Because people infected with HIV often have few symptoms and seroconversion signs of disease, with such labels often unspecific, is a bad way for early detection of HIV infection in clinics, reported today, MedPage.
An individual is acutely infected with HIV when he or she respond "positive" (reagent) for the HIV RNA or p24 antigen (each of which show the presence of HIV in the body before antibodies to the virus have been generated), but with negative (non-reactive) to antibodies.
A total of 261 members test positive cohort for HIV RNA, and 112 or 3,4 percent of the cohort had their HIV status confirmed. Of this group, 50 people has two or more blood samples which tested positive for HIV RNA before submitting reagents for antibodies as well. The study analysis focused on this group.
The average peak viral load among groups was 5 million 13 occurring days after the first positive test for HIV RNA. After the first result Reagent for RNA, an average of 14 days passed before individuals present reagents results for specific antibodies against HIV. After reaching a peak viral load fell to a low of 20.000, which is a result of viral counts "basic" of 25.000.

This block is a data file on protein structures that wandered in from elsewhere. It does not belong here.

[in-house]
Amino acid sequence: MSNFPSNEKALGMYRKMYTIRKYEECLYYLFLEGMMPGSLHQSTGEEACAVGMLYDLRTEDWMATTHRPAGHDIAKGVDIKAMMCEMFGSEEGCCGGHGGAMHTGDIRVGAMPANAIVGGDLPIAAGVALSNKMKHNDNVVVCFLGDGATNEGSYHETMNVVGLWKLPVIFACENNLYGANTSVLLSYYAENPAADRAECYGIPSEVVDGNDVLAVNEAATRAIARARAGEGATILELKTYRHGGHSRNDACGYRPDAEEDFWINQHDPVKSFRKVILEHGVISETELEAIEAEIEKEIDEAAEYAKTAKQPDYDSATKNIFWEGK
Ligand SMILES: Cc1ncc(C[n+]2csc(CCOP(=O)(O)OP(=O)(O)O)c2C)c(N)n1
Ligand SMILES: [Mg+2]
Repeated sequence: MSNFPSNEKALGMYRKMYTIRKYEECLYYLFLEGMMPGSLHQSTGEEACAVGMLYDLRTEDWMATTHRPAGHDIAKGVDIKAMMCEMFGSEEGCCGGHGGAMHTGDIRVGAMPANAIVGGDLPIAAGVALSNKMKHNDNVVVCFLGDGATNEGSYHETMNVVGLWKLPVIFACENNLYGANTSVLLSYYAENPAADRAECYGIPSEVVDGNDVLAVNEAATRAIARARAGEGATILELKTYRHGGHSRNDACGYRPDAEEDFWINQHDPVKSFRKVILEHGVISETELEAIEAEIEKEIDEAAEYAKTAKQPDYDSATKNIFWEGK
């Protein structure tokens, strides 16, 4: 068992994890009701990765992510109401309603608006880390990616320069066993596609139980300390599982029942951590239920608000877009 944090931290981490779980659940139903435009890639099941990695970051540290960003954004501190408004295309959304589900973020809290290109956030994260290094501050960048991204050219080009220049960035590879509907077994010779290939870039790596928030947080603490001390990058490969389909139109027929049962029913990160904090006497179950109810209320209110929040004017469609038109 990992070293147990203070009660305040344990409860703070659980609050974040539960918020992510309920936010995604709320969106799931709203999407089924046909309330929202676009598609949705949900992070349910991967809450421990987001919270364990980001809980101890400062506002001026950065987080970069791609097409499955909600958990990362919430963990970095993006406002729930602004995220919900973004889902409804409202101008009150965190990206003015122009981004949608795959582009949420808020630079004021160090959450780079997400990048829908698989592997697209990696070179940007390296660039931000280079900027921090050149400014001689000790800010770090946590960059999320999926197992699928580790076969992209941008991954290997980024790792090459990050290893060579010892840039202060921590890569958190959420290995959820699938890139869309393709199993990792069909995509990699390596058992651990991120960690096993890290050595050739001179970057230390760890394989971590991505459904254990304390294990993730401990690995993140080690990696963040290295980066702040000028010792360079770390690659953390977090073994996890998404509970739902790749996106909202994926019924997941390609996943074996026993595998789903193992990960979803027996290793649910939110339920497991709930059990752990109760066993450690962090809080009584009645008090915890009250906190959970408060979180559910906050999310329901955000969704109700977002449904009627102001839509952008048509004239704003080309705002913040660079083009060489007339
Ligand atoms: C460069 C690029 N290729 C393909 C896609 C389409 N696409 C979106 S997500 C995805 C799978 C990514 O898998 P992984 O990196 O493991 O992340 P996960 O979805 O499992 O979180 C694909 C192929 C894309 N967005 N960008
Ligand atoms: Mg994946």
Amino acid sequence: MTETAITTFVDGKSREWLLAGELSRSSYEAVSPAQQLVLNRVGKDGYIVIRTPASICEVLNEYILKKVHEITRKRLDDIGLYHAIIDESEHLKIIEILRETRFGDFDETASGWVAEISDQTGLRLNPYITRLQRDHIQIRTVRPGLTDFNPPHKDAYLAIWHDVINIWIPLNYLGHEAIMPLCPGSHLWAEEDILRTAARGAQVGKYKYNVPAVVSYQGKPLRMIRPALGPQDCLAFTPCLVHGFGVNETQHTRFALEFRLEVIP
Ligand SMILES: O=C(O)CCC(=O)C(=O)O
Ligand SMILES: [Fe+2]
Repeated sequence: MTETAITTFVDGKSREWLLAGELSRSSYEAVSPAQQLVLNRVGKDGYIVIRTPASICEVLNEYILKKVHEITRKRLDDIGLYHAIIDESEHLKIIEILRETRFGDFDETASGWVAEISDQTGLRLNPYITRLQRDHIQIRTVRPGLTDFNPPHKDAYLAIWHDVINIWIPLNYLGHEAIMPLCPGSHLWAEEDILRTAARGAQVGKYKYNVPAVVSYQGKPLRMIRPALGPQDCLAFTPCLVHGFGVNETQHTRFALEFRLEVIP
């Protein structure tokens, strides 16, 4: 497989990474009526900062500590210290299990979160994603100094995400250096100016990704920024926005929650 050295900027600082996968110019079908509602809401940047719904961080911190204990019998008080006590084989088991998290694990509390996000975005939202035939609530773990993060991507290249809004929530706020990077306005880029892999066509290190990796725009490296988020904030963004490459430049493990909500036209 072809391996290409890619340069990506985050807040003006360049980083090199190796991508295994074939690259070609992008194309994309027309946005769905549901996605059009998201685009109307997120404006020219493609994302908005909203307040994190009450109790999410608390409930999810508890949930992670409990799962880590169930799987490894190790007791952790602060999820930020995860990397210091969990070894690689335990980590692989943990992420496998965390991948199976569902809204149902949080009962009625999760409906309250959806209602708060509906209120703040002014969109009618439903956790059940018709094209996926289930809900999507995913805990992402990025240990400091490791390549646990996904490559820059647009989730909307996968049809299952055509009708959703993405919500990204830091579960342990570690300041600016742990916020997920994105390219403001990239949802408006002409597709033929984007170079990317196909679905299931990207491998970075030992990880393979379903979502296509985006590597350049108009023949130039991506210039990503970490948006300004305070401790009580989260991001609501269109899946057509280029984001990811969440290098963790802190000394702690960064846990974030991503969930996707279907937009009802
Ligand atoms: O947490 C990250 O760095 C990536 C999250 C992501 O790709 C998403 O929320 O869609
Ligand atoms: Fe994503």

Most commonly, physical symptoms of the acute phase of HIV, also known as seroconversion illness, took place around the peak viral load time. The most frequently reported symptoms were fever, headache and malaise. The most common signs that doctors observed were high heart rate and lymphadenopathy. Participants reported an average of a symptom of acute infection in an average of two visits during the study. Doctors observed an acute sign of infection in an average of three visits.
The researchers concluded: "non-specific symptoms and signs [acute HIV infection] were more common, severe manifestations were observed, volunteers reported symptoms in only 29 percent of visits and on any day of visiting the probability of observing a symptom or sign was only 50%. "
Translated by Claudio Souza's originalAcute HIV 'Difficult' to Detect in Clinic.
reviewed by Mara Macedo